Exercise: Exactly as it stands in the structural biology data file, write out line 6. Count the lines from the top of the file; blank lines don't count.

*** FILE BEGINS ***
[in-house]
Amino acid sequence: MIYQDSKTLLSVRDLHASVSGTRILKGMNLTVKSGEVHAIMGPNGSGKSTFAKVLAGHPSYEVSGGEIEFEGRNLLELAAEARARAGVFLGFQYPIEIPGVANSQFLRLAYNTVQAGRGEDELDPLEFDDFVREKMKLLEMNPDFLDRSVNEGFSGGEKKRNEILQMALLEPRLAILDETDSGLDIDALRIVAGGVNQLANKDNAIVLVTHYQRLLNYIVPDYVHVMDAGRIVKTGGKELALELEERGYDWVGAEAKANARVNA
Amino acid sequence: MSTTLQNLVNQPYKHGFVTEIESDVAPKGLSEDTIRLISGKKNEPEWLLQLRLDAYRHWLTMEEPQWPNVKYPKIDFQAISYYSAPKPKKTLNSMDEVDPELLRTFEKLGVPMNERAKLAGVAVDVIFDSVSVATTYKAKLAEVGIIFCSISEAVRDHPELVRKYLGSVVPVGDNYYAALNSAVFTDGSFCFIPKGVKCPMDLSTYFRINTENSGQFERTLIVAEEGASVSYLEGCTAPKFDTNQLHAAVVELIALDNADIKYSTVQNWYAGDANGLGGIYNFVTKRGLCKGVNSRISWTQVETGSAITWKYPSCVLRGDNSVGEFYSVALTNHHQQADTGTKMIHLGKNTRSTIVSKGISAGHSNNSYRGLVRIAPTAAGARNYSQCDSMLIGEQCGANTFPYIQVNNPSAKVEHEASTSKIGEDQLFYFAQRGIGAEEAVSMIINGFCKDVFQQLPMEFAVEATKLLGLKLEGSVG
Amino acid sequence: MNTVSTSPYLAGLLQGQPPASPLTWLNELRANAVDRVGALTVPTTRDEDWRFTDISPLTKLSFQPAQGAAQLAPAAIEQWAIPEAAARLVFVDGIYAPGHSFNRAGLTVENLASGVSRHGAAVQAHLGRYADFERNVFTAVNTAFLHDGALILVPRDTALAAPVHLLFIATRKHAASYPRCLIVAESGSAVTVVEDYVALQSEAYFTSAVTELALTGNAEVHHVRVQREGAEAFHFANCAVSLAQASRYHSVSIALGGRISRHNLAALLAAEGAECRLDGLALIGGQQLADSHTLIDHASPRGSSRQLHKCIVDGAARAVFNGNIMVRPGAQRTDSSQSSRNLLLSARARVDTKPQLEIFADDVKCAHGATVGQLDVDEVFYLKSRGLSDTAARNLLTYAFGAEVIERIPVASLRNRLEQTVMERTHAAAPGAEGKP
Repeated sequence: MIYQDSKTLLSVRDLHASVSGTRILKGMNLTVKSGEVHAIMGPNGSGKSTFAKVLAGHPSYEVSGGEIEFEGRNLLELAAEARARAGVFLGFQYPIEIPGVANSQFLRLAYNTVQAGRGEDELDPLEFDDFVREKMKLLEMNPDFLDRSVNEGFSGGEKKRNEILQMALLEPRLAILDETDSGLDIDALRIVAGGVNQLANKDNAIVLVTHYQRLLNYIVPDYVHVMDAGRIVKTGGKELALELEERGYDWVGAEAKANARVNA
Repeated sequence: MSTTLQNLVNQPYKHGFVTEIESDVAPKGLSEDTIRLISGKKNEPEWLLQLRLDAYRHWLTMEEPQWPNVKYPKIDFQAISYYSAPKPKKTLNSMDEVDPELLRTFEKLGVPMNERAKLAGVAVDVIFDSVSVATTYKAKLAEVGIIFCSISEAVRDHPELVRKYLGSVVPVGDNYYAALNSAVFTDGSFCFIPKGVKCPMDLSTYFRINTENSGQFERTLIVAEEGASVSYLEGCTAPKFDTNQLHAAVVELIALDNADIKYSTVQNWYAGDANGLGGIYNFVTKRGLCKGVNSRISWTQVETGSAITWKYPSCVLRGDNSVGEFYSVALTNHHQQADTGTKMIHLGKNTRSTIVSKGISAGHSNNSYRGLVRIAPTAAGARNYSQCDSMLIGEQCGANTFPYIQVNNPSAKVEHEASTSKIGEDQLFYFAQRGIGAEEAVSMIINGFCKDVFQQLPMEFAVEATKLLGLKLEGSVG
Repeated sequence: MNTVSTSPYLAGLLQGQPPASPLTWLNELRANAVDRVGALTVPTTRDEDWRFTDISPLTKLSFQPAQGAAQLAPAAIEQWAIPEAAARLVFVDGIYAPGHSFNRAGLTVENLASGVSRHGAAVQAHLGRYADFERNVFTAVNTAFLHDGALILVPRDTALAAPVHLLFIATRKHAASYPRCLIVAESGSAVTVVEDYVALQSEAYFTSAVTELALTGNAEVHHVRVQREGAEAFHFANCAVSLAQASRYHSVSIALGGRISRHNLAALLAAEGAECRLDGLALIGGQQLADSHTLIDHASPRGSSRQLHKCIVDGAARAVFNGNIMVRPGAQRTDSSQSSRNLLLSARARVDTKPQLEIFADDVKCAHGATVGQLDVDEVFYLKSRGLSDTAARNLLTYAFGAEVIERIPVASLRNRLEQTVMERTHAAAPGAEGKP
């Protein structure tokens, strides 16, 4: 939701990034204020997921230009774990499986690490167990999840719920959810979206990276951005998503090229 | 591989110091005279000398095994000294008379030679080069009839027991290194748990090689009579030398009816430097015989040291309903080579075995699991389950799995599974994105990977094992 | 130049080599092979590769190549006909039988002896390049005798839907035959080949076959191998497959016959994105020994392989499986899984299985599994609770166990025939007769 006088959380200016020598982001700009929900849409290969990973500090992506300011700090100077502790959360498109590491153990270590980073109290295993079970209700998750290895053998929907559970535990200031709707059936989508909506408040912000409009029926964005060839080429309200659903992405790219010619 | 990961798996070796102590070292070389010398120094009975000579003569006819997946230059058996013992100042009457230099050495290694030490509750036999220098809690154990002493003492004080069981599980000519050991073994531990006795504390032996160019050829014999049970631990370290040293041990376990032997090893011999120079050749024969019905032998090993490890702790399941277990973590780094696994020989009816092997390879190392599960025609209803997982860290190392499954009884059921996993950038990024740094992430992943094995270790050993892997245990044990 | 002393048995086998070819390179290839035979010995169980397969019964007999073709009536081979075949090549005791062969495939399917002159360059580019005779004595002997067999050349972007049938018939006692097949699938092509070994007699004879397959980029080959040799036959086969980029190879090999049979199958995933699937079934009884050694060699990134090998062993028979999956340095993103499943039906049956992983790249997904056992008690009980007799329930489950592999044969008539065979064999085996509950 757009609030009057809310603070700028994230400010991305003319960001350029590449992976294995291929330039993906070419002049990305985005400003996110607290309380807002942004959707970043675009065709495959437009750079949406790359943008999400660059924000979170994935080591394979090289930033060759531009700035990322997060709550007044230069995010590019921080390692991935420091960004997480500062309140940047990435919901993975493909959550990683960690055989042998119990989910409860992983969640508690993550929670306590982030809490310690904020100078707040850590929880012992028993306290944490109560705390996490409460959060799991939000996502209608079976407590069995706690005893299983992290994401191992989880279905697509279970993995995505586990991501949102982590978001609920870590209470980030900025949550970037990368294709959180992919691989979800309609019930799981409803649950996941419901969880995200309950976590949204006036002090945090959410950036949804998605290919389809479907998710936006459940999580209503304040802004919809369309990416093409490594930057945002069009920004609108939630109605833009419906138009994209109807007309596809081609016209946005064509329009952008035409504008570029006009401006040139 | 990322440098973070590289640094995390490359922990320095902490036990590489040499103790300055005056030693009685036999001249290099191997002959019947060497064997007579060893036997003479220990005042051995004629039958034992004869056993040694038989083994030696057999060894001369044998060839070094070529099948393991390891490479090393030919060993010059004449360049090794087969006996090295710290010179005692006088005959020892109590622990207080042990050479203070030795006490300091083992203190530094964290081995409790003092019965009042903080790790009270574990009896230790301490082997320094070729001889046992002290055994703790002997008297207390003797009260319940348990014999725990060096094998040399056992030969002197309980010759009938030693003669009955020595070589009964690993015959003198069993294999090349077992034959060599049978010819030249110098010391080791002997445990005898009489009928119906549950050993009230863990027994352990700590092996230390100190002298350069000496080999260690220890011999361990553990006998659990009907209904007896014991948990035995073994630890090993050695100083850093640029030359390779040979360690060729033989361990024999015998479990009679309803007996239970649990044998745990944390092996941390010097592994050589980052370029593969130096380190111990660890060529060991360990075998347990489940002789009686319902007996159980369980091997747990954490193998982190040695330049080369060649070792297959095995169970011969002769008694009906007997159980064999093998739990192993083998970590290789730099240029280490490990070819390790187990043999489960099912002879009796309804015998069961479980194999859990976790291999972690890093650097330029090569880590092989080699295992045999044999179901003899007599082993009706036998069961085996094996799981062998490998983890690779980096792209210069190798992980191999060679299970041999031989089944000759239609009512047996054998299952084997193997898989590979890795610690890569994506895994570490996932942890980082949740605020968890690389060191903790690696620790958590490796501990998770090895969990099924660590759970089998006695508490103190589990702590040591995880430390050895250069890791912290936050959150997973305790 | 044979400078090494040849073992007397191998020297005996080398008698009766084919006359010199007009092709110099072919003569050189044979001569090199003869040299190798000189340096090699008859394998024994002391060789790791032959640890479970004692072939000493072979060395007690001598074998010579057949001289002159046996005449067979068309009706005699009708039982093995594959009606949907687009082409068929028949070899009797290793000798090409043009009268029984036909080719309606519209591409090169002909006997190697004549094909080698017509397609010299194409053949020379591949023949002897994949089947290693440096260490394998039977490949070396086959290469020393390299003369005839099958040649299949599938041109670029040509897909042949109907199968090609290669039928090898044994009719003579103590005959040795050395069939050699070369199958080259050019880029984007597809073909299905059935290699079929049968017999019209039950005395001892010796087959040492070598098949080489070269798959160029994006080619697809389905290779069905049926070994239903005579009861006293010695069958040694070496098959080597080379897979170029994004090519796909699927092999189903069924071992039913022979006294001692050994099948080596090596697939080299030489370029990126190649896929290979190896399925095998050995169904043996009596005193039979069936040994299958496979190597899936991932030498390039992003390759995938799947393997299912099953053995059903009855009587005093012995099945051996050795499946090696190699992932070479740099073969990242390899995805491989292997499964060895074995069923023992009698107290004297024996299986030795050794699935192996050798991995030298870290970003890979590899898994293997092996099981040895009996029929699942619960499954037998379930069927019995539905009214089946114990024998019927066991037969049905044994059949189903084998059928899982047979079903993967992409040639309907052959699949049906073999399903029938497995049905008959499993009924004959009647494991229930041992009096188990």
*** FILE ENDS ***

Repeated sequence: MSTTLQNLVNQPYKHGFVTEIESDVAPKGLSEDTIRLISGKKNEPEWLLQLRLDAYRHWLTMEEPQWPNVKYPKIDFQAISYYSAPKPKKTLNSMDEVDPELLRTFEKLGVPMNERAKLAGVAVDVIFDSVSVATTYKAKLAEVGIIFCSISEAVRDHPELVRKYLGSVVPVGDNYYAALNSAVFTDGSFCFIPKGVKCPMDLSTYFRINTENSGQFERTLIVAEEGASVSYLEGCTAPKFDTNQLHAAVVELIALDNADIKYSTVQNWYAGDANGLGGIYNFVTKRGLCKGVNSRISWTQVETGSAITWKYPSCVLRGDNSVGEFYSVALTNHHQQADTGTKMIHLGKNTRSTIVSKGISAGHSNNSYRGLVRIAPTAAGARNYSQCDSMLIGEQCGANTFPYIQVNNPSAKVEHEASTSKIGEDQLFYFAQRGIGAEEAVSMIINGFCKDVFQQLPMEFAVEATKLLGLKLEGSVG